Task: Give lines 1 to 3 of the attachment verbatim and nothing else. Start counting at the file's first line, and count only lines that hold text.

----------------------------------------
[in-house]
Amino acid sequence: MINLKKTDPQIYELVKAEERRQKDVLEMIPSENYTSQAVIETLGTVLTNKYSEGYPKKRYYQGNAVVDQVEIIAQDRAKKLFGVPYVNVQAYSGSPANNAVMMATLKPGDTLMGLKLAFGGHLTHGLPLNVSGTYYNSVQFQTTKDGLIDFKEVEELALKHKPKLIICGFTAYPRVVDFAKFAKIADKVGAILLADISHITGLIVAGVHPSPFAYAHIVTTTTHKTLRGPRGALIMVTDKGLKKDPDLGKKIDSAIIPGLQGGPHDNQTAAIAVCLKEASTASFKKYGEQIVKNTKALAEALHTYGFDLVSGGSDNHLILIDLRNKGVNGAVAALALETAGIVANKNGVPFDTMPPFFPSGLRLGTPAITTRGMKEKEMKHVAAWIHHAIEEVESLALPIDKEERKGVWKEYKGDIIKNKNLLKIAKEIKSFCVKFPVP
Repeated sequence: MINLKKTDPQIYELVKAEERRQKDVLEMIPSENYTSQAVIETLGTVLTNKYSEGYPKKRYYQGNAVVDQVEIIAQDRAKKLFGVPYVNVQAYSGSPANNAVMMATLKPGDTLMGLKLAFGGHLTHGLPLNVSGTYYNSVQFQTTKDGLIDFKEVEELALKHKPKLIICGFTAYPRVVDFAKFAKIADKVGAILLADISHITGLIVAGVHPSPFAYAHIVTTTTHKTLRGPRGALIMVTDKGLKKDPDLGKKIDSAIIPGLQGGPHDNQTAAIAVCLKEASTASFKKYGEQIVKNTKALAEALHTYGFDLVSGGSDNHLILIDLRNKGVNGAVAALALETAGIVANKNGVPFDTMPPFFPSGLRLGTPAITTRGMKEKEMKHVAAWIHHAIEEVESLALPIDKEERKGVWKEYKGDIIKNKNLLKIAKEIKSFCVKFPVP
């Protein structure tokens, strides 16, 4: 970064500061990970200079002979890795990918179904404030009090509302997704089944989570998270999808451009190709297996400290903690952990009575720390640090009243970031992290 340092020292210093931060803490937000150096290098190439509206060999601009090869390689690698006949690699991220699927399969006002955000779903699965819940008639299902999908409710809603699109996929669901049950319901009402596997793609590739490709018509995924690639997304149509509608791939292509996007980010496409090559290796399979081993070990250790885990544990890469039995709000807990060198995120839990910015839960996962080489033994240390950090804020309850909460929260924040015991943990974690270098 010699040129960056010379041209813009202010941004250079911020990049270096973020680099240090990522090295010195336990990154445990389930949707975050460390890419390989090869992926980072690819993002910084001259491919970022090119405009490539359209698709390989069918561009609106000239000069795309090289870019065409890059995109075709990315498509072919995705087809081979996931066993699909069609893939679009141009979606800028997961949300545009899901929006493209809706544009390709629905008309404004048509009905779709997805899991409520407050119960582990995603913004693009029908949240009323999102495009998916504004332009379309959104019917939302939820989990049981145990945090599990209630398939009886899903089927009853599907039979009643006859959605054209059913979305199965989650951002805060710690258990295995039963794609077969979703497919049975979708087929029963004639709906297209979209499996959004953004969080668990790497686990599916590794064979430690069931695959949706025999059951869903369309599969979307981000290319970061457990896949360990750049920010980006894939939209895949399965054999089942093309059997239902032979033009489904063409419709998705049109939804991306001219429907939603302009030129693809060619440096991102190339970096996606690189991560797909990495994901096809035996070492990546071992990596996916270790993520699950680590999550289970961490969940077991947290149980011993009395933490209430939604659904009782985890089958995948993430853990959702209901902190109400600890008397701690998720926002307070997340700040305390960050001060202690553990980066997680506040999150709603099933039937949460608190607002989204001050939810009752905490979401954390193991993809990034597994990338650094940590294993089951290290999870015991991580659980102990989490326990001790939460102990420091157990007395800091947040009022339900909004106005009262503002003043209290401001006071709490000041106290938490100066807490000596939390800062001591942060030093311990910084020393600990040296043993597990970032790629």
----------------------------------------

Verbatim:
[in-house]
Amino acid sequence: MINLKKTDPQIYELVKAEERRQKDVLEMIPSENYTSQAVIETLGTVLTNKYSEGYPKKRYYQGNAVVDQVEIIAQDRAKKLFGVPYVNVQAYSGSPANNAVMMATLKPGDTLMGLKLAFGGHLTHGLPLNVSGTYYNSVQFQTTKDGLIDFKEVEELALKHKPKLIICGFTAYPRVVDFAKFAKIADKVGAILLADISHITGLIVAGVHPSPFAYAHIVTTTTHKTLRGPRGALIMVTDKGLKKDPDLGKKIDSAIIPGLQGGPHDNQTAAIAVCLKEASTASFKKYGEQIVKNTKALAEALHTYGFDLVSGGSDNHLILIDLRNKGVNGAVAALALETAGIVANKNGVPFDTMPPFFPSGLRLGTPAITTRGMKEKEMKHVAAWIHHAIEEVESLALPIDKEERKGVWKEYKGDIIKNKNLLKIAKEIKSFCVKFPVP
Repeated sequence: MINLKKTDPQIYELVKAEERRQKDVLEMIPSENYTSQAVIETLGTVLTNKYSEGYPKKRYYQGNAVVDQVEIIAQDRAKKLFGVPYVNVQAYSGSPANNAVMMATLKPGDTLMGLKLAFGGHLTHGLPLNVSGTYYNSVQFQTTKDGLIDFKEVEELALKHKPKLIICGFTAYPRVVDFAKFAKIADKVGAILLADISHITGLIVAGVHPSPFAYAHIVTTTTHKTLRGPRGALIMVTDKGLKKDPDLGKKIDSAIIPGLQGGPHDNQTAAIAVCLKEASTASFKKYGEQIVKNTKALAEALHTYGFDLVSGGSDNHLILIDLRNKGVNGAVAALALETAGIVANKNGVPFDTMPPFFPSGLRLGTPAITTRGMKEKEMKHVAAWIHHAIEEVESLALPIDKEERKGVWKEYKGDIIKNKNLLKIAKEIKSFCVKFPVP